Engineering is about making and doing things that have not been done before. To be successful, it is essential that engineers properly anticipate how things can fail, and design accordingly. Case studies of past failures thus provide invaluable information for the design of future successes. Conversely, designs based on the extrapolation of successful experience alone can lead to failure.
This paradox will be explored in the context of historical case studies, including the design of ocean liners and also of suspension bridges, which from the 1850s through the 1930s evolved from John Roebling’s enormous successes—culminating in the Brooklyn Bridge—to structures that oscillated in the wind and, in the case of the Tacoma Narrows Bridge, twisted itself apart and collapsed in 1940. Lessons learned from these cases and others can be generalized to apply across a broad spectrum of engineering structures and systems. They also help explain why failures continue to occur, even as technology advances.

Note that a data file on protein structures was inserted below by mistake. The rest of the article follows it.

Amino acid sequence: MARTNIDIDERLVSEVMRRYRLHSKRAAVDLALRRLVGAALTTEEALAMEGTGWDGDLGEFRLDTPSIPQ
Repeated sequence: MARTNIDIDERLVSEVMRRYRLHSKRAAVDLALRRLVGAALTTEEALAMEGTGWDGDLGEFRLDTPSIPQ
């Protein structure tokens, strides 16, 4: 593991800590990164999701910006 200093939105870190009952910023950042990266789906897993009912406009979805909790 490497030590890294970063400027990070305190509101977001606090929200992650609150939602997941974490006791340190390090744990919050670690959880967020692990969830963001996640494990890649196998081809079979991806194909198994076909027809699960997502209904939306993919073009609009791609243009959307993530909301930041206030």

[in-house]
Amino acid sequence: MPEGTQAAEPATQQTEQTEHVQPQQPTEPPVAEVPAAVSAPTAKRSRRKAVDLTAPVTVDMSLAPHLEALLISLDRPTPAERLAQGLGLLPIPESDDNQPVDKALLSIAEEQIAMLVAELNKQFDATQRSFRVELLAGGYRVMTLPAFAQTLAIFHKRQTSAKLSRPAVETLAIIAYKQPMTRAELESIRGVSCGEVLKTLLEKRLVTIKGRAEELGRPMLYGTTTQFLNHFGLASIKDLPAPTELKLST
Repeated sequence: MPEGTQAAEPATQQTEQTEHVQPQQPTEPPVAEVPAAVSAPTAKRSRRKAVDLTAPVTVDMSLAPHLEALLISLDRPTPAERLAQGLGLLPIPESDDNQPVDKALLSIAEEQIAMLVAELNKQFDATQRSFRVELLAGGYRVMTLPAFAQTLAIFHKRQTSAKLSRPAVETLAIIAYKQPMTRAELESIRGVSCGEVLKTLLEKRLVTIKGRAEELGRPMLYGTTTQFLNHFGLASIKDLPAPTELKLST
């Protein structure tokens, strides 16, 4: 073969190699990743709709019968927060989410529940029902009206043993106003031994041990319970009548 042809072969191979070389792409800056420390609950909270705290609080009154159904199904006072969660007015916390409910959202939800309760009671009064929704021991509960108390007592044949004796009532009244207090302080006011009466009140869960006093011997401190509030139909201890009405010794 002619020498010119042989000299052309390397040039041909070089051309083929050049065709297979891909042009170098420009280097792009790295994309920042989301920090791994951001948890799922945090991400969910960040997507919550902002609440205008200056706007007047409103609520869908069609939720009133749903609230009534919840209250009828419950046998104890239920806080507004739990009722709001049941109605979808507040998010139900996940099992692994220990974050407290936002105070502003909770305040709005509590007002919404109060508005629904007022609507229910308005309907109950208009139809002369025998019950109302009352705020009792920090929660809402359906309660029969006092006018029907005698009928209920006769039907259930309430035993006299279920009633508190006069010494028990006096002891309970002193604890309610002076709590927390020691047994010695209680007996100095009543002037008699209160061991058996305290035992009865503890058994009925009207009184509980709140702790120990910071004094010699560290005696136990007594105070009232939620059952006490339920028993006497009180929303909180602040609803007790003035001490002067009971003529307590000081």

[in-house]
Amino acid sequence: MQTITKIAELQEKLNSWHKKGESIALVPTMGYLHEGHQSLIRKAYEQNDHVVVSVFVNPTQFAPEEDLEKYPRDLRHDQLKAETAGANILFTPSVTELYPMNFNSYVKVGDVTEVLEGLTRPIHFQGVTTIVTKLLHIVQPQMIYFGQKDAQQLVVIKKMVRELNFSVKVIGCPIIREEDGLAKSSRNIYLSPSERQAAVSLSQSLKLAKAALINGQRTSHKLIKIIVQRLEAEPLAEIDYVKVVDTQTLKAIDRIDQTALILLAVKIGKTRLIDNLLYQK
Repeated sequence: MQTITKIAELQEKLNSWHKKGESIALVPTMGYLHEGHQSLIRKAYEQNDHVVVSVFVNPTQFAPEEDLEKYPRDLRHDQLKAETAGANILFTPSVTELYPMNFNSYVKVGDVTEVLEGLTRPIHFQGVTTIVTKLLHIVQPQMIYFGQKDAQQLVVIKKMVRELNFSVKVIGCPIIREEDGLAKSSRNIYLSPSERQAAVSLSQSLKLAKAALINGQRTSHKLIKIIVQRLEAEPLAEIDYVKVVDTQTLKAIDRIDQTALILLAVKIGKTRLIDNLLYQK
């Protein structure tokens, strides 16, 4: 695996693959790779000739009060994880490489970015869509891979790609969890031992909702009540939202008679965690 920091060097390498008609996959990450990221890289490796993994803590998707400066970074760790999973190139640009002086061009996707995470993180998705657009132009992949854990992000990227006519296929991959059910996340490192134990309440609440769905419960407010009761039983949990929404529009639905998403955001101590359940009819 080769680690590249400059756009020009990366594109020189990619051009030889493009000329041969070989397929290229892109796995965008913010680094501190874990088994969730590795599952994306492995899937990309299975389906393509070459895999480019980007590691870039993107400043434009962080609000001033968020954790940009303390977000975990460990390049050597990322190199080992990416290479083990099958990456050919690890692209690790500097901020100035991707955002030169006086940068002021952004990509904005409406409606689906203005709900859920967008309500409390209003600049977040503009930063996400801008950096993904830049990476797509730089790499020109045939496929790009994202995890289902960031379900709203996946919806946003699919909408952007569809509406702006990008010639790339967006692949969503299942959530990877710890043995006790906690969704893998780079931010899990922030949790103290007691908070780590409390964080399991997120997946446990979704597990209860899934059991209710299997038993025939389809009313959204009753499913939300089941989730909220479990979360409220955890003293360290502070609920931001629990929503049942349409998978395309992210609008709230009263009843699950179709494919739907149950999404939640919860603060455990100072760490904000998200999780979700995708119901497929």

Henry Petroski is the Aleksandar S. Vesic Professor of Civil Engineering and a professor of history at Duke University. His current research activity focuses on the interrelationship between success and failure in design. He also has a strong interest in the nature of invention and in the history of technology. He has written on many aspects of engineering and technology, including design, success and failure, error and judgment, the history of engineering and technology, and the use of case studies in education and practice.